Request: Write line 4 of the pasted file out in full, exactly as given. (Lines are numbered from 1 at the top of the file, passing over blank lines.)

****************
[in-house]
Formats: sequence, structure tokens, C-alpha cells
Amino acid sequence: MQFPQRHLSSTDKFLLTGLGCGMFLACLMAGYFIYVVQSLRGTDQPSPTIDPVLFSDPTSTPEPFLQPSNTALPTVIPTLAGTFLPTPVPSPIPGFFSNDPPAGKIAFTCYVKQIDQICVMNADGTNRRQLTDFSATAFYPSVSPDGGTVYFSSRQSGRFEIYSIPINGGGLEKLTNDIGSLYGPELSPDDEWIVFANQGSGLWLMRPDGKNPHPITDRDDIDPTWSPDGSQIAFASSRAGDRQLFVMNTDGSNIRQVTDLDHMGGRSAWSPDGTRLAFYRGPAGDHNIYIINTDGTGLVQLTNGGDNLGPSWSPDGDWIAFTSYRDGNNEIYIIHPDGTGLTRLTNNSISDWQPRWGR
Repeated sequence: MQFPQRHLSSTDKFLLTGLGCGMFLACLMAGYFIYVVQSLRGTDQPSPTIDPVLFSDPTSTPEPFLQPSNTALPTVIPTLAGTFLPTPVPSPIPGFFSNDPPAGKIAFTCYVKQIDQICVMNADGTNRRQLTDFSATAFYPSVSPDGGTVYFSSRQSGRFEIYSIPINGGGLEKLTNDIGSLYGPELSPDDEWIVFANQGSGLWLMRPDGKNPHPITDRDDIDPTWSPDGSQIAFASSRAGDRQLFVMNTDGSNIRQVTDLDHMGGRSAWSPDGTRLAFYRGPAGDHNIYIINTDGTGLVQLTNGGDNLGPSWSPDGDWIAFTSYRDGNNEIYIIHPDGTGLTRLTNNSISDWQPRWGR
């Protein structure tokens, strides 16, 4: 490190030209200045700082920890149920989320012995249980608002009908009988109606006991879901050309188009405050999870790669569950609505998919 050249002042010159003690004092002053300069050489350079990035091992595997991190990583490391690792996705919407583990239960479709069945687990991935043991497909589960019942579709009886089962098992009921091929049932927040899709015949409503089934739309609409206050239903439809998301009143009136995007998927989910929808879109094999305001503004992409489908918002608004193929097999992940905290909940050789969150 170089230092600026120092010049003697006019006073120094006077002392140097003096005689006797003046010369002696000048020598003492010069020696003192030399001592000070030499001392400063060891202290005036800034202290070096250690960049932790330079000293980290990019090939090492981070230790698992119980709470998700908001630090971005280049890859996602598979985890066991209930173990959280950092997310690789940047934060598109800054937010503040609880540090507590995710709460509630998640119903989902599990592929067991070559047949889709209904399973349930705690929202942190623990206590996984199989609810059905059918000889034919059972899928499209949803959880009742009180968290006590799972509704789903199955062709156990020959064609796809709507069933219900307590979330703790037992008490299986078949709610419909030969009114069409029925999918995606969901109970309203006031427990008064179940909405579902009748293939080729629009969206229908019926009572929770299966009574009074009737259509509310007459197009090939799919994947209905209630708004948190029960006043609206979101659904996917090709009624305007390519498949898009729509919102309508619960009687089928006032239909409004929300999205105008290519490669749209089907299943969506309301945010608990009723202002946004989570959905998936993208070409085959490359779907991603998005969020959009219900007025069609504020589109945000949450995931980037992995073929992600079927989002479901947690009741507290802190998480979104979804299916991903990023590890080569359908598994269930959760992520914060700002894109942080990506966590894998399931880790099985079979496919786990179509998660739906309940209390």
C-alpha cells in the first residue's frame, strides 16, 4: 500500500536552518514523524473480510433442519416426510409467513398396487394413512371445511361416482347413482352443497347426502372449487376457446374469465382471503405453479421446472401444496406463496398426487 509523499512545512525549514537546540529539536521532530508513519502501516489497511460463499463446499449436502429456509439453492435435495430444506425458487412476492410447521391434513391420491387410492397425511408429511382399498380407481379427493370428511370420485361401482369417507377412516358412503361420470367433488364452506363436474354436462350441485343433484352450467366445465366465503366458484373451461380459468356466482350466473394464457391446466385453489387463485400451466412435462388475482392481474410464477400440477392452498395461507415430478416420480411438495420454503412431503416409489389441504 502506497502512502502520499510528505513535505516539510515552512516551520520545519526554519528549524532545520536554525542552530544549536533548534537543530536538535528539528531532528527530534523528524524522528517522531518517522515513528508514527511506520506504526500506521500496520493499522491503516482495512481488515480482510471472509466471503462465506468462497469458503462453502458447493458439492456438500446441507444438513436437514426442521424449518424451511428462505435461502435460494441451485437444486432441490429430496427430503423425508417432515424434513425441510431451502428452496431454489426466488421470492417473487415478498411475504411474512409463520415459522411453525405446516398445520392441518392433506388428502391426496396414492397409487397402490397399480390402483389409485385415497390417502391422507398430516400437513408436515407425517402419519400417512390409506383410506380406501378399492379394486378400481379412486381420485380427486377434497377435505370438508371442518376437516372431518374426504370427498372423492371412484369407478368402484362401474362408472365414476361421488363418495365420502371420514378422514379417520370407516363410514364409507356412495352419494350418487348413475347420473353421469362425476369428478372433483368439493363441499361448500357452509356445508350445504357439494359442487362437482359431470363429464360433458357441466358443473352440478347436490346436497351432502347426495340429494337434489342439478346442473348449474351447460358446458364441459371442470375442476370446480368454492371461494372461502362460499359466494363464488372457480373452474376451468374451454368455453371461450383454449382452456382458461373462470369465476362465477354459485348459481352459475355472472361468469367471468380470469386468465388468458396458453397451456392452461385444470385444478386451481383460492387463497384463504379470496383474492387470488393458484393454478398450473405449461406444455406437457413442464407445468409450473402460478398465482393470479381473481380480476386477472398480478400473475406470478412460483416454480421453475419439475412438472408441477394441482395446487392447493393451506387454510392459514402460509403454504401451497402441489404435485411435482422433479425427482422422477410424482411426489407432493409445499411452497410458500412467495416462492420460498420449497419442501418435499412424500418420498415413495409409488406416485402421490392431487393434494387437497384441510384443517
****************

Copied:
Repeated sequence: MQFPQRHLSSTDKFLLTGLGCGMFLACLMAGYFIYVVQSLRGTDQPSPTIDPVLFSDPTSTPEPFLQPSNTALPTVIPTLAGTFLPTPVPSPIPGFFSNDPPAGKIAFTCYVKQIDQICVMNADGTNRRQLTDFSATAFYPSVSPDGGTVYFSSRQSGRFEIYSIPINGGGLEKLTNDIGSLYGPELSPDDEWIVFANQGSGLWLMRPDGKNPHPITDRDDIDPTWSPDGSQIAFASSRAGDRQLFVMNTDGSNIRQVTDLDHMGGRSAWSPDGTRLAFYRGPAGDHNIYIINTDGTGLVQLTNGGDNLGPSWSPDGDWIAFTSYRDGNNEIYIIHPDGTGLTRLTNNSISDWQPRWGR